“Don’t Touch My Medicare!”
By Trudy Lieberman
Harper’s Magazine, November 2016
Given the monumental sums Medicare has been paying out, it’s hardly surprising that for years the annual report issued by the program’s trustees has argued that it needs more revenue. This year’s report, released in June, warns that although Medicare’s costs are low by historical standards, there is substantial uncertainty regarding the adequacy of future Medicare payment rates under current law.
Medicare is placing its bet for cost control on new ways to pay doctors, penalties for bad care, rewards for good care, and more coordinated care. Whether these practices will work and how much they will slow down the growth in costs is unknown, and most Medicare experts on both the left and the right believe that new revenue will be needed. Along with her colleagues at the American Institutes for Research, former Medicare trustee Marilyn Moon (who remains skeptical of privatization) believes that critics often overstate the program’s financial challenges.
The big question is who should bear the burden of necessary revenue increases — taxpayers or Medicare beneficiaries. So far the answer from the government, many economists, and conservative advocacy groups is, unequivocally, the beneficiaries. Moon and her colleagues note that the “potential depletion of the trust fund in the future is taken as ‘proof’ that benefits must be reduced.” But in a subsequent interview, she warns that as more of the cost burden is shifted to the beneficiaries, “the likely reaction will be that benefits become so small Medicare won’t remain viable. It would destroy the program.”
It’s ironic that when it comes to one of the government’s most popular public programs, there’s no talk of raising taxes — an option polls show much of the public is willing to support. The failure of policymakers to consider revenue increases reflects the success of the right’s thirty-year crusade to change the conversation. “Those of us at the Heritage Foundation and allied public-policy institutions like the American Enterprise Institute have effectively defined the terms of the debate on Medicare reform,” says Robert Moffit, a senior fellow at Heritage. The Democrats, he adds, “are debating our proposals. We’re not debating theirs.” Former Iowa senator Tom Harkin tells me that his fellow Democrats were poor strategists, always finding themselves in rearguard actions trying to block provisions they didn’t like. “The Democrats were talking a good game for the immediacy, not the long term. It’s like checkers,” he says. “They knew how to block the next move, but were not seeing the row lined up at the back of the board.”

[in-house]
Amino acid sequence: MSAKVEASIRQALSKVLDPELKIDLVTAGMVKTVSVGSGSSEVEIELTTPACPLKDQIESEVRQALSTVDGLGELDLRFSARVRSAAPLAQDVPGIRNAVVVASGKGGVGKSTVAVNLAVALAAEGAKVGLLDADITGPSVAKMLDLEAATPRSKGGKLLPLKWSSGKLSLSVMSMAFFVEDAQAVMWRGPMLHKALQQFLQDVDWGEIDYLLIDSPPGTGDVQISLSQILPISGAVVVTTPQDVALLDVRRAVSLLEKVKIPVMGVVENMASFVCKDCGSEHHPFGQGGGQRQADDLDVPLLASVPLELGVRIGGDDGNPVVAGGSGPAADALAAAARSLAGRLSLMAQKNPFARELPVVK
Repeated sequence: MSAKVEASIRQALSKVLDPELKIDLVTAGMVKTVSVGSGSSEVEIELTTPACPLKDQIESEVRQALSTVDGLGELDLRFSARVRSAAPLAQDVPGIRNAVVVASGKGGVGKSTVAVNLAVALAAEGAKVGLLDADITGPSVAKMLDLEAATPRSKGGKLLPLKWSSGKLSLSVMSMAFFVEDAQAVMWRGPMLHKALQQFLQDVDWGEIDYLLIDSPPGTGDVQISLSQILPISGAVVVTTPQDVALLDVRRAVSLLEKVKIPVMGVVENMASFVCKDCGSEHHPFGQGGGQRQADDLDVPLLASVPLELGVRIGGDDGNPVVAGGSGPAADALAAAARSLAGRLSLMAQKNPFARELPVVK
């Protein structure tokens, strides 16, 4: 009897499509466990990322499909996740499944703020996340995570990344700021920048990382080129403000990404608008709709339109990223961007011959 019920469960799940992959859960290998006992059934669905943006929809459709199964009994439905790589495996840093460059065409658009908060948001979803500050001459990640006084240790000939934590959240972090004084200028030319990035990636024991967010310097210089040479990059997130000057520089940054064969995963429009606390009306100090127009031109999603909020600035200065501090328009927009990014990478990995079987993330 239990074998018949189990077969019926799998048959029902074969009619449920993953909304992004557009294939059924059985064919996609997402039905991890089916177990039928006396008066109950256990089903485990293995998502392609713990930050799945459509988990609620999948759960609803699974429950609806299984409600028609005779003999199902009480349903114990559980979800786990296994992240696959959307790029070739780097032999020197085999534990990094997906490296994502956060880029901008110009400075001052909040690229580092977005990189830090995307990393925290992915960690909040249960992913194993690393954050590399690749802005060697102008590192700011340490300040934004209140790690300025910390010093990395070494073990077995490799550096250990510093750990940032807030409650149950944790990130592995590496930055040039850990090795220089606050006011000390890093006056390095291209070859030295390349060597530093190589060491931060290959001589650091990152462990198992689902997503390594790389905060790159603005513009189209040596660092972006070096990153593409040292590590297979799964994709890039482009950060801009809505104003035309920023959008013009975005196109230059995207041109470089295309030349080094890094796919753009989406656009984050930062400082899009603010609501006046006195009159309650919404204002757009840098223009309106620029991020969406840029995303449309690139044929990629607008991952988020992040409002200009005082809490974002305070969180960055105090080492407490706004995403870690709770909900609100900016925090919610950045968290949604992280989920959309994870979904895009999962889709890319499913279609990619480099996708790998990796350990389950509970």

By Don McCanne, M.D.
House Speaker Paul Ryan indicated today that, as a result of the election, they will now have a president who will sign their proposed legislation making major changes in our health care financing system. This important article by Trudy Lieberman explains the ongoing attack on Medicare and the threat to further privatize the program while shifting more of the burden of paying for health care onto the backs of the Medicare beneficiaries.
Trudy Lieberman warns us that conservative organizations “have effectively defined the terms of the debate on Medicare reform,” according to Heritage’s Robert Moffit. The Democrats have been complicit with the partial privatization of Medicare and likely will continue to be so as further erosion of Medicare accelerates under a conservative government (all three branches).
Harper’s allows access to one free article per month. Considering the danger Medicare faces, this should be the article for you. It is a fairly long article, so you may want to wait until you have a little more time, but do it this week for sure.